#53. Dear Tom

Bringing Australia's History to Life

#53. Dear Tom

 

My Dear Tom

I pray that this letter reaches you in whatever lonely extremity you have reached. I imagine that you are on the run and far from here. Please know that my thoughts and prayers have followed you every step of the way.

Yesterday the strangest thing happened. A woman who looked like her poor old hide had been pegged out in the sun for the last fifty years, pulled up outside my boarding house. She stopped her horse team in the middle of the road, smelling of strong spirits and swearing like a trooper at anyone who complained. She knocked on the door, introducing herself as ‘Missus Dead Finish,’ and told me that I could write to you by addressing my letters to Aazar the Afghan, care of Hall’s Creek Post Office.

Oh Tom, isn’t it a crime how happiness was snatched from us! Checking my crab pots is now a lonely task, and every stroke of the oar makes me think of you. It’s strange how life twists and turns, and how sometimes the events of the past, that we think are far behind us, creep out of the shadows again to choke the fun out of life.

I pray that you are free, sound in mind and body, and that your circumstances are such that I might soon hope to see you again. For my part, little has changed, apart from three new students, the sons of a teamster, who prefer horseplay and mischief to arithmetic. These young imps are making my days a little harder than before. On the positive side, however, I’m getting much better at swinging a cane!

I won’t carry on too much, until I’m sure that this letter has reached you, lest it is really being read by ‘Aazar the Afghan’ (in which case, hello, but can you please see if you can find my dear Tom and pass this on to him).

Your loving correspondent

Emily Byrne

 

Thomas Nugent. National Library of Australia

 

Dearest Emily

 

Your letter was a mitey burst of fresh air in this lonely circumstance. Please forgive my little ruse, for I have played the part of an Afghan these last weeks to throw that dog Alfred Searcy off my scent. It seems to have worked, so far, as word lately reached my ears that he has sailed back to his post at Borroloola. Even so, my time here in the diggings will soon be done.

The good news is that it seems that my mates and I have located the gold we worked so hard to unearth. Not exactly in the manner we expected, but we’ve found it nonetheless. Something tells me that tonight is the night. All the stars seem to be lining themselfs up for great deeds like a string of packhorses in the sky.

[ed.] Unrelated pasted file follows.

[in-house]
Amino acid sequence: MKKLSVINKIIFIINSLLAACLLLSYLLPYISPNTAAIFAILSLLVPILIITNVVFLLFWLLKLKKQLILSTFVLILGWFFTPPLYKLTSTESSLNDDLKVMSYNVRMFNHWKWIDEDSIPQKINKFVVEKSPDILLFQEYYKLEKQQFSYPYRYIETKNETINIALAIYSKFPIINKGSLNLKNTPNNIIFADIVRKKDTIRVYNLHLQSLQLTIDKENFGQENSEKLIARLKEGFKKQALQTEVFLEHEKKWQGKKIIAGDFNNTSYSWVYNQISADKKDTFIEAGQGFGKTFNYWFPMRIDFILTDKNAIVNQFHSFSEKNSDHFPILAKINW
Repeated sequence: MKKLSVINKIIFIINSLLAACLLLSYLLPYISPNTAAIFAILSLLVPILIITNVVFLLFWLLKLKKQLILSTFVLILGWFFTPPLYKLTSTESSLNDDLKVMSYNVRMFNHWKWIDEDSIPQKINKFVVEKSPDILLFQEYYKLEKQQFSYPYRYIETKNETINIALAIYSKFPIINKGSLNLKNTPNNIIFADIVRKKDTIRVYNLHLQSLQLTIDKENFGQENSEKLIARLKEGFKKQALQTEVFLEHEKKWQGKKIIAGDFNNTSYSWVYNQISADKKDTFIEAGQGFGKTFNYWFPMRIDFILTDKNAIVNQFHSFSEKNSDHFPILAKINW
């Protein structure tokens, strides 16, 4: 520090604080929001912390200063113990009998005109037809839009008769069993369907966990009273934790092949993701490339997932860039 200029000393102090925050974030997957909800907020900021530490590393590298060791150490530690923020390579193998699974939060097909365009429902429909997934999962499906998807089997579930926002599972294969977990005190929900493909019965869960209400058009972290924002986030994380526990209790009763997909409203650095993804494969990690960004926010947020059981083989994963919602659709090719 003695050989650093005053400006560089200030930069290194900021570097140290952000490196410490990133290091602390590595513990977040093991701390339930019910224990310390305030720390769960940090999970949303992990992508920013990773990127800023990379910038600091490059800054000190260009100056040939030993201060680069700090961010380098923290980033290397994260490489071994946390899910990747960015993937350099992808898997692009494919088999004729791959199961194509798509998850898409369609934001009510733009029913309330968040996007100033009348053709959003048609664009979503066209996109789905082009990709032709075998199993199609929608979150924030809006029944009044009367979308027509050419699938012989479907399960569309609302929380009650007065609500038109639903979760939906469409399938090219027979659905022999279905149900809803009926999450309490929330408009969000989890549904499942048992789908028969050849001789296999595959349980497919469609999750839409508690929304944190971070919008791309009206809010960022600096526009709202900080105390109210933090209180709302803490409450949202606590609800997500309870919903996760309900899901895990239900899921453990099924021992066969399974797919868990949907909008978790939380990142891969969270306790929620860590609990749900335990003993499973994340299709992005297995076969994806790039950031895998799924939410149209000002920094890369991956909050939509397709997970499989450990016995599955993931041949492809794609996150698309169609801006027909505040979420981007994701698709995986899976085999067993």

At the same time, Larrikin’s mare (remember I told you about her) is showing signs of getting ready to drop. It seems that she’s having twins, which is rare and dangerous for horses as you would know. It’s unlikely that both will survive, but we hope and pray that they might. She is getting very close to her time, and one of the boys is watching her every minute.

If all goes well I will probly hit the road tomorrow, back towards the Territory. If the Almighty smiles down on me in the business of tonight, I’ll soon be settled on a cattle run of my own. I first saw it some two year ago and discreet enquiry tells me that it’s still available, overlooked by the rich men who lust for holdings much more vast. I, for my part, just want somewhere I can be my own boss and raise cattle the way I wish. I’ll take the boy with me, and prob’ly Blind Joe, if he wants to come, along with his women.

It’s a block of some two hundred square miles, with its share of poor country, I’ll admit. Yet around the winding creek you’ll find acre after acre of Mitchell grass flats, glowing yellow in the sunshine. Oh what cattle I’ll grow there. Searcy and his vindictive soul will never find me, as I’ll register the lease under a different name (not Aazar the Afghan). My first big effort, after a set of solid yards and some fencing, will be to build a homestead fit for a queen.

It will have a cool verandah out the front, paved with slabs of river stone, a kitchen out the back, and spare bedrooms so we can welcome visitors in style. The sitting room will be big enough that we can push the lounge chairs back and hold dances for the nearby station people, maybe the odd race meeting in the Dry. The front yard we’ll water from a hole in the creek, growing soft couch grass and shade trees. In time we could hang a swing from a heavy bough. I recall such from my own childhood days, back in Lochinvar, when my mother would push me to and fro.

Every year or two we’ll drove a mob of fat store bullocks to Queensland. The cheques will come in and there’ll be a spree in Palmerston, with new clothes. Just picture me (and somebody else I fervently do hope) strolling down Cavenagh Street like nobody’s business.

When the block is registered in my name, I’ll be writing to you again, and there will be heady matters for us to discuss. Yet, it all depends on this night. I’ve gathered my most loyal mates: Larrikin, Sandy, Wonoka Jack and Fitz. Also I have reckoned on giving Tommy the Rag and Carmody the chance to redeem themselves. This time tomorrow I believe that I will be a man of means, worthy of your hand if I may be so bold as to say so.

Next time you write, please address your letter to Tom Holmes, (a name I have used before, and a good one), care of Tennant Creek Telegraph Station. I’ll think of you every mile on that long road back to the Territory, and look forward to the time when we can be together.

Your affectionate rowing companion,

Tom (Aazar the Afghan)

 

 

Continues next Sunday …

©2019 Greg Barron

Whistler's Bones by Greg Barron is available at all good book outlets, Amazon, iBookstore and ozbookstore.com

Camp Leichhardt by Greg Barron is also available from Amazon and ozbookstore.com

Galloping Jones and Other True Stories from Australia's History is also available from Amazon, iBookstore and ozbookstore.com

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